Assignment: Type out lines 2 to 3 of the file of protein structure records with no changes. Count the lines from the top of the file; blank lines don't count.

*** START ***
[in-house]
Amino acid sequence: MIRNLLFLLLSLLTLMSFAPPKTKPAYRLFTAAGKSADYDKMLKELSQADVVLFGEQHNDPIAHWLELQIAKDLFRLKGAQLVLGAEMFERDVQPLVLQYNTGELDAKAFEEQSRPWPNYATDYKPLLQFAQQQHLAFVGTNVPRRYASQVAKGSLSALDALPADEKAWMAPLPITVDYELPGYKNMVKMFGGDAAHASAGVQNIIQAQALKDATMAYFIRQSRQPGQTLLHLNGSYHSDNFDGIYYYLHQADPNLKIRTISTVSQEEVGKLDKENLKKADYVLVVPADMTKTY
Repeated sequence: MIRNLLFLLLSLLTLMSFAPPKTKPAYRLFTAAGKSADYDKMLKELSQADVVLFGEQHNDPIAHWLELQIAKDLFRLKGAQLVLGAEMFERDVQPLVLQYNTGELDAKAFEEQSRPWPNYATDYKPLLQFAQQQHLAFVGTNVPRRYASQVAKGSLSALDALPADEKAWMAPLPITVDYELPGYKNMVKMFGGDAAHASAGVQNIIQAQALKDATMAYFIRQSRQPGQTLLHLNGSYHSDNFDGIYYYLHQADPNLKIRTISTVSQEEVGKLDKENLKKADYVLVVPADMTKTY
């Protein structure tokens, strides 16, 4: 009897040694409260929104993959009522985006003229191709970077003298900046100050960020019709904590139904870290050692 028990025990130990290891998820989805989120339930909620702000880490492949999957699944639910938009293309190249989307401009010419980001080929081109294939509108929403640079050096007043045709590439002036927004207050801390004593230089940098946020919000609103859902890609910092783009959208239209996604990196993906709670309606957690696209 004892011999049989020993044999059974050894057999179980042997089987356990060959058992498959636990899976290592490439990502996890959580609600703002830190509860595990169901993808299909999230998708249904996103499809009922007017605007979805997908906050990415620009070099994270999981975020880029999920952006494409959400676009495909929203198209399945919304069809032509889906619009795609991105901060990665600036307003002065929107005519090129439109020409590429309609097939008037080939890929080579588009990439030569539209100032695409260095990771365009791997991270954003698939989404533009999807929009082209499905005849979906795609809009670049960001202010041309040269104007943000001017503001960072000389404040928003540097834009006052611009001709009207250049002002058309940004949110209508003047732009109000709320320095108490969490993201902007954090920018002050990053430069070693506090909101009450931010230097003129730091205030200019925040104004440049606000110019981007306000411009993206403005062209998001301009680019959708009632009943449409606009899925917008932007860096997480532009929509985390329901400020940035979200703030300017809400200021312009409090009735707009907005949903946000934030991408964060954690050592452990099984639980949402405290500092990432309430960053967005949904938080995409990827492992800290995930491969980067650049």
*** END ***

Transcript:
Amino acid sequence: MIRNLLFLLLSLLTLMSFAPPKTKPAYRLFTAAGKSADYDKMLKELSQADVVLFGEQHNDPIAHWLELQIAKDLFRLKGAQLVLGAEMFERDVQPLVLQYNTGELDAKAFEEQSRPWPNYATDYKPLLQFAQQQHLAFVGTNVPRRYASQVAKGSLSALDALPADEKAWMAPLPITVDYELPGYKNMVKMFGGDAAHASAGVQNIIQAQALKDATMAYFIRQSRQPGQTLLHLNGSYHSDNFDGIYYYLHQADPNLKIRTISTVSQEEVGKLDKENLKKADYVLVVPADMTKTY
Repeated sequence: MIRNLLFLLLSLLTLMSFAPPKTKPAYRLFTAAGKSADYDKMLKELSQADVVLFGEQHNDPIAHWLELQIAKDLFRLKGAQLVLGAEMFERDVQPLVLQYNTGELDAKAFEEQSRPWPNYATDYKPLLQFAQQQHLAFVGTNVPRRYASQVAKGSLSALDALPADEKAWMAPLPITVDYELPGYKNMVKMFGGDAAHASAGVQNIIQAQALKDATMAYFIRQSRQPGQTLLHLNGSYHSDNFDGIYYYLHQADPNLKIRTISTVSQEEVGKLDKENLKKADYVLVVPADMTKTY